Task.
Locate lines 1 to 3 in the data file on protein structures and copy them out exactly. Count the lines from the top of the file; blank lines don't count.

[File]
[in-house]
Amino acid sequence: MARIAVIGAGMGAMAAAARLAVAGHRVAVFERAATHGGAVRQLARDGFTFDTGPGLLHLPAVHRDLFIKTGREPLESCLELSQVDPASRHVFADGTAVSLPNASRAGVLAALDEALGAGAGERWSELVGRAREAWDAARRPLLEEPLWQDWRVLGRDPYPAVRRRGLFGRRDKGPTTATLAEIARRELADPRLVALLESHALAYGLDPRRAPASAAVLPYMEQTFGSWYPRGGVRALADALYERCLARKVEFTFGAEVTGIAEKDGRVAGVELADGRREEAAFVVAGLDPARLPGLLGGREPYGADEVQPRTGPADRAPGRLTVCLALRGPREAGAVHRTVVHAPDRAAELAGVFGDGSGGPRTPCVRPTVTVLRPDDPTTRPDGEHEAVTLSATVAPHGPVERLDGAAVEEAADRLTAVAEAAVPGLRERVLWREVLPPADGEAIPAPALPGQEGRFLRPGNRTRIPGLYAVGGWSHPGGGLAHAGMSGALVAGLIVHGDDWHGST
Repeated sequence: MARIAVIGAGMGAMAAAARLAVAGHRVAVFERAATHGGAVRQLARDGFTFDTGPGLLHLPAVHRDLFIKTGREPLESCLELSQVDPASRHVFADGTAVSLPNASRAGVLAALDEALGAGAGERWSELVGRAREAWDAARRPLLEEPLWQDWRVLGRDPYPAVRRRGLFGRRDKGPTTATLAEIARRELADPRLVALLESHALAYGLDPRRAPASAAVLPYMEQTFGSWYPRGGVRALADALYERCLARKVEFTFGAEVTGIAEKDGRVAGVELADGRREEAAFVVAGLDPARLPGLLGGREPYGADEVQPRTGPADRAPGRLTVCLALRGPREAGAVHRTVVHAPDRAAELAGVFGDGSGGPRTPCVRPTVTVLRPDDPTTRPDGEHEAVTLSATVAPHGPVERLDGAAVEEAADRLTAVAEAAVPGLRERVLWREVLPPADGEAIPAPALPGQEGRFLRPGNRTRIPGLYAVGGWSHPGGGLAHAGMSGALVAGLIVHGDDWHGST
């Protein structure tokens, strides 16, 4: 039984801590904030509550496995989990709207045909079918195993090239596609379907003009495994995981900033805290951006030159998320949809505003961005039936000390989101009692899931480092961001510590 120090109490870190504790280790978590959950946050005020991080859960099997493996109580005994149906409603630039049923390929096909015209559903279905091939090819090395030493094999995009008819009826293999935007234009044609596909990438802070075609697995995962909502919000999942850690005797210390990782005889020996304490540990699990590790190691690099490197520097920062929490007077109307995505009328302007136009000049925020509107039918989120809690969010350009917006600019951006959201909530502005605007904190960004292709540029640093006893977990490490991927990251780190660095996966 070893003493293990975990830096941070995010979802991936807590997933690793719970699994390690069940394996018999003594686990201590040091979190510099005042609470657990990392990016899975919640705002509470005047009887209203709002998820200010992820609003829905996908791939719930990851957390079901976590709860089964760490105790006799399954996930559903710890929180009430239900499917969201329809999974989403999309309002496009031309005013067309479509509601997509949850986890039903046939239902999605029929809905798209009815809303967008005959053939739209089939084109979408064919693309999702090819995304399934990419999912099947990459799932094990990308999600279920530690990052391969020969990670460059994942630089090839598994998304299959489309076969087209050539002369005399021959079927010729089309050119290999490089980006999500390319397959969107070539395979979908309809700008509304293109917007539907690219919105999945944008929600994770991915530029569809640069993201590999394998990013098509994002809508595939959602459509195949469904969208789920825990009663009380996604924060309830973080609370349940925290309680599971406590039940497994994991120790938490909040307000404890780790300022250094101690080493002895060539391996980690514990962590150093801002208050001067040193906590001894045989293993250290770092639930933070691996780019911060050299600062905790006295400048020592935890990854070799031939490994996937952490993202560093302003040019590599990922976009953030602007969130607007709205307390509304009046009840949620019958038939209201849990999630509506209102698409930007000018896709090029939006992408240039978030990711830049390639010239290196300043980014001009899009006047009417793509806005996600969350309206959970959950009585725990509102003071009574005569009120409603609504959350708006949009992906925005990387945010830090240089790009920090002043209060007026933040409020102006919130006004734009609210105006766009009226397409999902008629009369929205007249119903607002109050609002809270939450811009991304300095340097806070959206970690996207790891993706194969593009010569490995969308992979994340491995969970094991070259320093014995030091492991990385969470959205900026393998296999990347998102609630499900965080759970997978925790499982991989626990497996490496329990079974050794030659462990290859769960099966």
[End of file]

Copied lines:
[in-house]
Amino acid sequence: MARIAVIGAGMGAMAAAARLAVAGHRVAVFERAATHGGAVRQLARDGFTFDTGPGLLHLPAVHRDLFIKTGREPLESCLELSQVDPASRHVFADGTAVSLPNASRAGVLAALDEALGAGAGERWSELVGRAREAWDAARRPLLEEPLWQDWRVLGRDPYPAVRRRGLFGRRDKGPTTATLAEIARRELADPRLVALLESHALAYGLDPRRAPASAAVLPYMEQTFGSWYPRGGVRALADALYERCLARKVEFTFGAEVTGIAEKDGRVAGVELADGRREEAAFVVAGLDPARLPGLLGGREPYGADEVQPRTGPADRAPGRLTVCLALRGPREAGAVHRTVVHAPDRAAELAGVFGDGSGGPRTPCVRPTVTVLRPDDPTTRPDGEHEAVTLSATVAPHGPVERLDGAAVEEAADRLTAVAEAAVPGLRERVLWREVLPPADGEAIPAPALPGQEGRFLRPGNRTRIPGLYAVGGWSHPGGGLAHAGMSGALVAGLIVHGDDWHGST
Repeated sequence: MARIAVIGAGMGAMAAAARLAVAGHRVAVFERAATHGGAVRQLARDGFTFDTGPGLLHLPAVHRDLFIKTGREPLESCLELSQVDPASRHVFADGTAVSLPNASRAGVLAALDEALGAGAGERWSELVGRAREAWDAARRPLLEEPLWQDWRVLGRDPYPAVRRRGLFGRRDKGPTTATLAEIARRELADPRLVALLESHALAYGLDPRRAPASAAVLPYMEQTFGSWYPRGGVRALADALYERCLARKVEFTFGAEVTGIAEKDGRVAGVELADGRREEAAFVVAGLDPARLPGLLGGREPYGADEVQPRTGPADRAPGRLTVCLALRGPREAGAVHRTVVHAPDRAAELAGVFGDGSGGPRTPCVRPTVTVLRPDDPTTRPDGEHEAVTLSATVAPHGPVERLDGAAVEEAADRLTAVAEAAVPGLRERVLWREVLPPADGEAIPAPALPGQEGRFLRPGNRTRIPGLYAVGGWSHPGGGLAHAGMSGALVAGLIVHGDDWHGST